Besides, the prince is all for the land-service,

Finding themselves so very much exceeded
Forgetting Duncan, Nelson, Howe, and Jervis.

In their own way by all the things that she did.
V.

XI.
Brave men were living before Agamemnon, i

Her memory was a mine: she knew by heart
Aud since exceeding valorous and sage,

All Calderon and greater part of Lopé,
A good deal like him too, ihough quite the same none, So that if any actor miss'd his part,
But then they shone not on the poet's page,

She could have served liim for the prompter's copy;
And so have been forgotten:-I condemn none, For her Feinagle's were an useless art,
But can't find

any
in the present age

And he himself obliged to shut up shop-he til for my poem (that is, for my new one);

Could never make a memory so fine as
So, as I said, I'll take my friend Don Juan.

That which adorn'd the brain of Donna Inez.

III.

every stain

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XI.
Jler favourite science was the mathematical,

Her noblest virtue was her magnanimity,
ller wil (slie sometimes fried at wil) was Auic ill,

Her serious sayinys darken'i to sublimity;
In short, in all things she was fairly what I call

A prodigy-her morning dress was dimity,
Her evening silk, or, in the summer, muslim,
And other stuffs, with which I wont stay puzzling.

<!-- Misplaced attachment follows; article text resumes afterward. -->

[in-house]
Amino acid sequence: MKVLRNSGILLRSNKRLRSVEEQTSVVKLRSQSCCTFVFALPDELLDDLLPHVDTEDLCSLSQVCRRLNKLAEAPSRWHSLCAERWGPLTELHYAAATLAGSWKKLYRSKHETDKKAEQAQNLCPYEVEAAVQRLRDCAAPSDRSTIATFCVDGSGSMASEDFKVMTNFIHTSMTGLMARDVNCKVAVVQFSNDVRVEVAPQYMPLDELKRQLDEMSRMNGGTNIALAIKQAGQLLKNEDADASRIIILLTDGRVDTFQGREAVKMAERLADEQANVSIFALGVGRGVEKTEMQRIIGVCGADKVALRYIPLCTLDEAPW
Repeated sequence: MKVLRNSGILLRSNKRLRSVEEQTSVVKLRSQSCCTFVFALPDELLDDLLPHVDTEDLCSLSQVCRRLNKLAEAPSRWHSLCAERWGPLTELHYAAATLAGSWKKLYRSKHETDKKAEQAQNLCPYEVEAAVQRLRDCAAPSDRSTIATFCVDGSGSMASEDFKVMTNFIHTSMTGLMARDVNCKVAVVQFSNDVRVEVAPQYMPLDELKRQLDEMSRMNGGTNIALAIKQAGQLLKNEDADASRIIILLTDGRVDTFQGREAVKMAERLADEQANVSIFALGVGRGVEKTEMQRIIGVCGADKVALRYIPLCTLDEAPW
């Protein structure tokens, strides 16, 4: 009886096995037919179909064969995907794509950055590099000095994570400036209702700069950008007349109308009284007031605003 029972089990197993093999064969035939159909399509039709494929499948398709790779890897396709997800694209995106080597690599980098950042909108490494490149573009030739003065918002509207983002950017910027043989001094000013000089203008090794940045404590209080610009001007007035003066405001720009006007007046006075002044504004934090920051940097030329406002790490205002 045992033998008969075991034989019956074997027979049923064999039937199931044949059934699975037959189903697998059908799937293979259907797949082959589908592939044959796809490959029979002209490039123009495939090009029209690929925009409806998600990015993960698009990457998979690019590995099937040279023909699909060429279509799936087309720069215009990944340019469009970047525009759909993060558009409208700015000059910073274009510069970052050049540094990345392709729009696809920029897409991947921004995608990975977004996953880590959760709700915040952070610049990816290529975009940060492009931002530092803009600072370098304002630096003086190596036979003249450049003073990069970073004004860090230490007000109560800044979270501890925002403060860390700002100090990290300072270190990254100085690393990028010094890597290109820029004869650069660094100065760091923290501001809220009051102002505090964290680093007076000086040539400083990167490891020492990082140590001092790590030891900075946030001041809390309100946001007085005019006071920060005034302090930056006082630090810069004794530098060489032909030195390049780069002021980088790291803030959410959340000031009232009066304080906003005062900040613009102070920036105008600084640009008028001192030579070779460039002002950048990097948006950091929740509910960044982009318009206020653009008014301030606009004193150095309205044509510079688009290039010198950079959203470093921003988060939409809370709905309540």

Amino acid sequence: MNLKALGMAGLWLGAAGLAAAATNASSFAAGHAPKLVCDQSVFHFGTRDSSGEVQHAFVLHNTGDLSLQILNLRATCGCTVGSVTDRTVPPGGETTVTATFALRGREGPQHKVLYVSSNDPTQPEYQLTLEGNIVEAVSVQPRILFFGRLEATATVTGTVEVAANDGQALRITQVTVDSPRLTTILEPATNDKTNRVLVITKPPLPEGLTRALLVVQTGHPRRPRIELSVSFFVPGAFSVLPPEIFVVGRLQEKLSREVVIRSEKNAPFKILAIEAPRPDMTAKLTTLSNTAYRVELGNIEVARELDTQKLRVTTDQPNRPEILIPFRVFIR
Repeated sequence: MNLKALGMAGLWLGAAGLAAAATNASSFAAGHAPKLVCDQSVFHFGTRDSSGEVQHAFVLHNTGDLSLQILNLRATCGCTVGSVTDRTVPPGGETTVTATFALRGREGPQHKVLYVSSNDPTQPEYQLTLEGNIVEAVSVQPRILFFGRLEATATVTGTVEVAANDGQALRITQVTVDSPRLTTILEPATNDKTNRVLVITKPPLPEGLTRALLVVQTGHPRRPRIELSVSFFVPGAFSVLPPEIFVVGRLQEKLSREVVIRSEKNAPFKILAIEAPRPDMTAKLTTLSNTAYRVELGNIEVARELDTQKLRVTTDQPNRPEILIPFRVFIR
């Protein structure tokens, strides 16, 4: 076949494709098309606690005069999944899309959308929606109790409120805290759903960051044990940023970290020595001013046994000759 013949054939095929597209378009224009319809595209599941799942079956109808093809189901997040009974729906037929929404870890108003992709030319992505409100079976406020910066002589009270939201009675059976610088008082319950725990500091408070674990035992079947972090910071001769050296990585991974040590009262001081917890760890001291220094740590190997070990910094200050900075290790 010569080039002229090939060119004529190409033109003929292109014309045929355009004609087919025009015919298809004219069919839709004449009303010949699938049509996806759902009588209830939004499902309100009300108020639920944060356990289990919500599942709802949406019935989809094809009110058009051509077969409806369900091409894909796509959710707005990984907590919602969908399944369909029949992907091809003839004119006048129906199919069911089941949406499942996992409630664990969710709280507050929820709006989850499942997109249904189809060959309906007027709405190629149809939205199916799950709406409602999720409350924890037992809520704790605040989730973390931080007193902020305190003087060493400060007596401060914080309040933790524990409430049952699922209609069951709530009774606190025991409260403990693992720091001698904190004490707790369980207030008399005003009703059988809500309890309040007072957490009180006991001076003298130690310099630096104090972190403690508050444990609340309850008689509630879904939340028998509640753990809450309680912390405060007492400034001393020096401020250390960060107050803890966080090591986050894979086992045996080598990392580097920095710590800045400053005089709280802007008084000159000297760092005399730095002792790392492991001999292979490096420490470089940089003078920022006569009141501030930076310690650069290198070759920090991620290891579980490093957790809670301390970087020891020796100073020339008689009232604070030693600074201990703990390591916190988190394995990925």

XIII.
She knew the Latin-that is, « the Lord's

prayer, And Greek-the alphabet, I 'm nearly sure; She read some French romances here and there,

Although lier mode of speaking was not pure : For native Spanish she liad no great care,

At least her conversation was obscure;
ller thoughts were theorems, lier words a problem,
As if she deem'd that mystery would ennoble 'em.

XIV.
She liked the English and the Hebrew tongue,

And said there was analogy between 'em;
She proved it somehow out of sacred song,

But I must leave the proofs to those who ve seen 'em ;
But this I heard hier say, and can't be wrong,
Aud all

may

think which way their judgments lean' em, u Tis strange-the Hebrew noun which means. Tam,' The English always use to govern d-11.

XV.

WIX.
He was a mortal of the careless kind,

With no great love for learning, or the Icarni,
Whio chose to go where'er he had a mind,

And never dream'u his lady was concern d:
The world, as usual, wickedly inclined

To see a kingdom or a house o'erturu'd,
Whisper'd he had a inistress, some said two,
But for domestic quarrels one will do.

XX.
Now Donna Inez bad, with all her merit,

A great opinion of hier own good qualities;
Neglect, indeed, requires a saint to bear it,

And such indeed sie wus in her moralities;
But then she had a devil of a spirit,

And sometimes mixd up fancies with realities,
And let few opportunities escape
of getting hier liege lord into a scrape. .

XII.
This was an easy matter with a man

Oft in the wrong, and never on his guard;
And even the wisest, do the best they can,

Hlave moments, hours, and days, so unprepared,
That you might « brain them with their lady's fan;»

And sometimes ladies hit exceeding hard,
And fans turn into falchions in fair hands,
And why and wherefore no one understands.

XXII.
'Tis pity learned virgins ever wed

With persons of 10 sort of education,
Or gentlemen who, though well-born and bred,